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power under threat as troops riot over pay
Mcgreal, Mail & Guardian (SA)
December 02, 2008
Dozens of Zimbabwean
soldiers rioted in Harare on Monday, attacking banks after they
were unable to withdraw their near worthless pay, in a further sign
that Robert Mugabe may be losing control over the forces that have
kept him in power.
soldiers also looted shops and were backed by some civilians as
they clashed with riot police who fired tear gas to break up the
protest. The drastic cash shortages are caused by the country's
231-million percent inflation rate.
Press reported that gunfire had broken out in the city centre, but
it was not clear who fired.
Though not large,
Monday's was the second such protest in a week and reflects a desperation
within the military that will be of concern to Mugabe and his allies,
who have relied on the army to suppress political opposition.
often hungry and unable to feed their families, have grown disillusioned.
If significant numbers were to turn against Mugabe, it could swiftly
bring an end to his rule. The president's grip is in any case greatly
weakened as Zimbabwe's collapse continues without respite.
in Harare on Monday cut off water supplies to the city because there
are not enough chemicals to treat the water in the midst of a cholera
The Health Ministry
on Monday said cholera has now spread to all but one of Zimbabwe's
10 provinces, as sanitation systems break down across the country.
The World Health Organisation says about 425 people have died, but
medical charities say the real figure is at least double that among
the 11 000 reported cases.
The United Nations
estimates that five million people, about half Zimbabwe's population,
will need food aid in the coming weeks.
Democratic Change leader Morgan Tsvangirai on Monday urged foreign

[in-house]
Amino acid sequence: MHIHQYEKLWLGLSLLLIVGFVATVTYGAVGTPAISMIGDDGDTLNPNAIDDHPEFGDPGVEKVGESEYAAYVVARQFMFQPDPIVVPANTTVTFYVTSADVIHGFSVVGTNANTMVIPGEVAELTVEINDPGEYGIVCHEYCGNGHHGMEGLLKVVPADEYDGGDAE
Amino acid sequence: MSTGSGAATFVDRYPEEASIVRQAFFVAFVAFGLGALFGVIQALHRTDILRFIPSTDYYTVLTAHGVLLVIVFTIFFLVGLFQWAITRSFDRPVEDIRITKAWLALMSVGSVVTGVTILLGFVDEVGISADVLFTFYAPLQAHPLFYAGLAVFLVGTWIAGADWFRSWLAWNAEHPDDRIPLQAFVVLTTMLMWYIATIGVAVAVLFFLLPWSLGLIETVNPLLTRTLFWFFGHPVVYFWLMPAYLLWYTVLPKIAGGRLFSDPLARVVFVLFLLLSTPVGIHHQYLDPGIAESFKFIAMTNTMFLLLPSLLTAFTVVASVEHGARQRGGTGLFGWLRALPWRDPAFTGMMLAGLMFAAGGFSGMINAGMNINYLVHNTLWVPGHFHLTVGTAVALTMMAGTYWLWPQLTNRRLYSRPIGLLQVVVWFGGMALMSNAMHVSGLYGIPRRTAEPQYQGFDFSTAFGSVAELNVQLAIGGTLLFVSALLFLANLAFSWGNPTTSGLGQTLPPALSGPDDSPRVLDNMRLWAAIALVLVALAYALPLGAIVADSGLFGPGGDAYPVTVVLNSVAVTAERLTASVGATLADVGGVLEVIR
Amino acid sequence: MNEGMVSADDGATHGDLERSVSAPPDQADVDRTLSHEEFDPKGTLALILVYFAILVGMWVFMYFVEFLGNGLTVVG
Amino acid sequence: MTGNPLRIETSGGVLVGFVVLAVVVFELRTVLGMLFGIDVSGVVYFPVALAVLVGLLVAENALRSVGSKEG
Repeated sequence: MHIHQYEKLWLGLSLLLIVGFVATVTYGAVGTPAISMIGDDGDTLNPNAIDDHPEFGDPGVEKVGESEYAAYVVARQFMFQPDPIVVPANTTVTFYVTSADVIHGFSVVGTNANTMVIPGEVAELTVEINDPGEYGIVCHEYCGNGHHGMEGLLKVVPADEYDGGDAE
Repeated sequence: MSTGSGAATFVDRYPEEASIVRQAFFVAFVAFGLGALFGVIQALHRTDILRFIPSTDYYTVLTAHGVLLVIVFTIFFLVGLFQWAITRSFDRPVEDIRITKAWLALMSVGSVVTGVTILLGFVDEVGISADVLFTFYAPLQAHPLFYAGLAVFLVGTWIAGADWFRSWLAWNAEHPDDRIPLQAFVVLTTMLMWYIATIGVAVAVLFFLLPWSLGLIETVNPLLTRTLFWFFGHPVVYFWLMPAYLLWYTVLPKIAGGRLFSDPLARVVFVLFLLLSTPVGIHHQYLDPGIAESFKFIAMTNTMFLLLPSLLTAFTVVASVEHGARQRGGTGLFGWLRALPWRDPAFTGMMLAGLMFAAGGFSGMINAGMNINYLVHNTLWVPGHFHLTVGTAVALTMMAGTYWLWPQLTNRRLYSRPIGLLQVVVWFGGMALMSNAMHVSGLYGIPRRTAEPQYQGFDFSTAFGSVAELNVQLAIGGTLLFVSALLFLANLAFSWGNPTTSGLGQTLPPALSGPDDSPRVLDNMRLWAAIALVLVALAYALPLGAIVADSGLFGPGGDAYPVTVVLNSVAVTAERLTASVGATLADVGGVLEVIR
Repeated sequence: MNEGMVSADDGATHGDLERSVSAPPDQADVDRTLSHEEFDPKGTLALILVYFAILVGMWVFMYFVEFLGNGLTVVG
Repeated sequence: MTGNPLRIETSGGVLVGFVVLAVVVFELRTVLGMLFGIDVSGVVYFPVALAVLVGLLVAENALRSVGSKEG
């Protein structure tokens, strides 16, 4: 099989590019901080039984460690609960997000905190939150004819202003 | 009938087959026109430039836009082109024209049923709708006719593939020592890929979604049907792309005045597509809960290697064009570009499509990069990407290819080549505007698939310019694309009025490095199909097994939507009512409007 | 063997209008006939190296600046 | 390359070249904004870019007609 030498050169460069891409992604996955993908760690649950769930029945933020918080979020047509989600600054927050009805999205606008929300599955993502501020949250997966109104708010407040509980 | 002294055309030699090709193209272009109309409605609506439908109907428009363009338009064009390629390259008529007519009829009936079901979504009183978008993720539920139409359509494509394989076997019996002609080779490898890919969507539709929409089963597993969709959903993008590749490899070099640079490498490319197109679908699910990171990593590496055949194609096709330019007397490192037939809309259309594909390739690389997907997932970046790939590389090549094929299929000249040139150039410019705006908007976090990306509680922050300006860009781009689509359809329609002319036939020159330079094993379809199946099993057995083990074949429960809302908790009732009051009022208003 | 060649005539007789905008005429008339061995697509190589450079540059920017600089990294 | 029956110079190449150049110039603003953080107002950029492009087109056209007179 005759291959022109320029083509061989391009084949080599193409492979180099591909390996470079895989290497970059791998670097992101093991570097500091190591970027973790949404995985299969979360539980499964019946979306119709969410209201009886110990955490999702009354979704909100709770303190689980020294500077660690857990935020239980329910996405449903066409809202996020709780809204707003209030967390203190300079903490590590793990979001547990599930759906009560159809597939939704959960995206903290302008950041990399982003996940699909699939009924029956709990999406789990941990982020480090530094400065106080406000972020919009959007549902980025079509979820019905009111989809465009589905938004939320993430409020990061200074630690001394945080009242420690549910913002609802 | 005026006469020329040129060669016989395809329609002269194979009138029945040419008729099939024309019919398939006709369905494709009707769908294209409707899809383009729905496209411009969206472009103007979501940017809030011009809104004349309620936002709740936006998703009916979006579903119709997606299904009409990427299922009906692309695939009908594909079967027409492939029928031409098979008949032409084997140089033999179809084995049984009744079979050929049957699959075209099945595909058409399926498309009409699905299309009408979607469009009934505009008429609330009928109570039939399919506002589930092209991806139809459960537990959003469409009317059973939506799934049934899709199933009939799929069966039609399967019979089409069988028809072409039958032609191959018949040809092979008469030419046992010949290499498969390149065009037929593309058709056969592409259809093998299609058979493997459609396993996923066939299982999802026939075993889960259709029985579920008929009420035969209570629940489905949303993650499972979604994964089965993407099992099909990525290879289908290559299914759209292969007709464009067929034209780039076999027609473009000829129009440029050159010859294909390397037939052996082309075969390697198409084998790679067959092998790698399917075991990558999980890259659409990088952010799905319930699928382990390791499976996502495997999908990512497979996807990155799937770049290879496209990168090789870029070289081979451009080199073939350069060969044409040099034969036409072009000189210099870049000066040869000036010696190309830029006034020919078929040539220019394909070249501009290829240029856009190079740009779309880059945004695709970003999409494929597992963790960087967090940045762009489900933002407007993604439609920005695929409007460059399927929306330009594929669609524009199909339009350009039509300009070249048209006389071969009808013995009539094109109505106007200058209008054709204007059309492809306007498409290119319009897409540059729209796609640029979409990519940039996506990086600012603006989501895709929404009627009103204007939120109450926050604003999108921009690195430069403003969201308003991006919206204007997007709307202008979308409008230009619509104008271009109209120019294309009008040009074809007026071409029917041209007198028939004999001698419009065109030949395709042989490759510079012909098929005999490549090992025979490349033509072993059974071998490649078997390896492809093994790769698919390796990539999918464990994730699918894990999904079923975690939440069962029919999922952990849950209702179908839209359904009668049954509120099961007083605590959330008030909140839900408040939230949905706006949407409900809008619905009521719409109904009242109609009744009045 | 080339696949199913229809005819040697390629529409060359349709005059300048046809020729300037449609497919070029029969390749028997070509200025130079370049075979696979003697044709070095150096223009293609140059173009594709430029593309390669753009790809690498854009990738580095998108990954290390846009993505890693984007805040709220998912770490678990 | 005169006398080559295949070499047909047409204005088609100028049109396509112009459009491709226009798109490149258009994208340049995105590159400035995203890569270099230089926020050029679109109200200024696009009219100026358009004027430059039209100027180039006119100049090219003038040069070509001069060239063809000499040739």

governments to end the "man-made" humanitarian crisis,
"as it has reached catastrophic levels".
But there is
unlikely to be any significant foreign aid until Mugabe agrees to
implement the political deal reached in mid-September that required
him to give up many of his powers to Tsvangirai, who was to be appointed
Mugabe has so
far blocked its implementation by insisting that his Zanu-PF party
should control all the key ministries, particularly those responsible
for the security forces and finance.
The most senior
UN official in the country has warned that Zimbabwe could become
a failed state similar to Somalia if the power-sharing deal fails.
told a delegation led by former UN secretary general Kofi Annan
that Mugabe was more interested in protecting his power and legacy
than rescuing Zimbabwe from disaster.
by Mr Annan what would be the future of Zimbabwe were no political
agreement reached, Mr Zacarias replied that it would become a 'Somalia',
a failed state," said a report by Annan's delegation. "When
asked what President Mugabe wants, Mr Zacarias explained that his
interest is that of protecting his legacy and that of his political
remains defiant. On Monday it said it would not abide by a Southern
African Development Community ruling that the seizure of white-owned
farms were illegal under international law.
daydreaming because we are not going to reverse the land reform
exercise," Didymus Mutasa, the Security Minister, told the
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